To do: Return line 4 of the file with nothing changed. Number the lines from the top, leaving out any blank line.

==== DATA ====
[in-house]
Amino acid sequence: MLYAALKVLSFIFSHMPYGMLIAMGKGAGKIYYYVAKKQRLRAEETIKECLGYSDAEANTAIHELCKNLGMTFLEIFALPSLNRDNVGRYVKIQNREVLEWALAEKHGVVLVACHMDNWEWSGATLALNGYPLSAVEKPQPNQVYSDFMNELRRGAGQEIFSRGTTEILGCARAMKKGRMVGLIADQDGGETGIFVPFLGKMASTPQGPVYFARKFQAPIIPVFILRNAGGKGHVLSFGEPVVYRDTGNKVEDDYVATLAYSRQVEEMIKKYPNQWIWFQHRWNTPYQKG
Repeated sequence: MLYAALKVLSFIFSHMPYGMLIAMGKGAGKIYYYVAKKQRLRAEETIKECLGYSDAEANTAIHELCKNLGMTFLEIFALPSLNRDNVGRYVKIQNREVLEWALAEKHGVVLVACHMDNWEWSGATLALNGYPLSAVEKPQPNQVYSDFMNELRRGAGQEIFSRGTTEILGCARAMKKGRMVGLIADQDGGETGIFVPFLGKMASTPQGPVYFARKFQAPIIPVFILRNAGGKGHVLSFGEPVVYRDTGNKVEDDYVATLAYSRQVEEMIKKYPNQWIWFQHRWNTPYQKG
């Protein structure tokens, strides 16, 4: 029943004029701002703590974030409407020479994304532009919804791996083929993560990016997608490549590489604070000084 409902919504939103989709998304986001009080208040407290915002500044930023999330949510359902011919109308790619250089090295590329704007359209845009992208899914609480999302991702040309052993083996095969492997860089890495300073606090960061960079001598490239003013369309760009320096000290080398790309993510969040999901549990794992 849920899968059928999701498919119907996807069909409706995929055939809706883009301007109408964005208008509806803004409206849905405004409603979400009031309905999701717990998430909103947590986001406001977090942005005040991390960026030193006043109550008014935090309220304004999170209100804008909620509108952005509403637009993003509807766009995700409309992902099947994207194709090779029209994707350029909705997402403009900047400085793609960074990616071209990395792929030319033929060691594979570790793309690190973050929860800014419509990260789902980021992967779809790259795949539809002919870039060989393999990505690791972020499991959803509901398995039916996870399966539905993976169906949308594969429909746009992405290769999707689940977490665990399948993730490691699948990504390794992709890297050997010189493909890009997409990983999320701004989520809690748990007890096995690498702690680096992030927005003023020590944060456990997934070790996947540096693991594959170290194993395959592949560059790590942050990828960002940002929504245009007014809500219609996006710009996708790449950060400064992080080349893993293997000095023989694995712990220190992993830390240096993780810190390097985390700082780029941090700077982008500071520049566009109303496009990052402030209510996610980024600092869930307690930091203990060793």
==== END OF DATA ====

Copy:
């Protein structure tokens, strides 16, 4: 029943004029701002703590974030409407020479994304532009919804791996083929993560990016997608490549590489604070000084 409902919504939103989709998304986001009080208040407290915002500044930023999330949510359902011919109308790619250089090295590329704007359209845009992208899914609480999302991702040309052993083996095969492997860089890495300073606090960061960079001598490239003013369309760009320096000290080398790309993510969040999901549990794992 849920899968059928999701498919119907996807069909409706995929055939809706883009301007109408964005208008509806803004409206849905405004409603979400009031309905999701717990998430909103947590986001406001977090942005005040991390960026030193006043109550008014935090309220304004999170209100804008909620509108952005509403637009993003509807766009995700409309992902099947994207194709090779029209994707350029909705997402403009900047400085793609960074990616071209990395792929030319033929060691594979570790793309690190973050929860800014419509990260789902980021992967779809790259795949539809002919870039060989393999990505690791972020499991959803509901398995039916996870399966539905993976169906949308594969429909746009992405290769999707689940977490665990399948993730490691699948990504390794992709890297050997010189493909890009997409990983999320701004989520809690748990007890096995690498702690680096992030927005003023020590944060456990997934070790996947540096693991594959170290194993395959592949560059790590942050990828960002940002929504245009007014809500219609996006710009996708790449950060400064992080080349893993293997000095023989694995712990220190992993830390240096993780810190390097985390700082780029941090700077982008500071520049566009109303496009990052402030209510996610980024600092869930307690930091203990060793």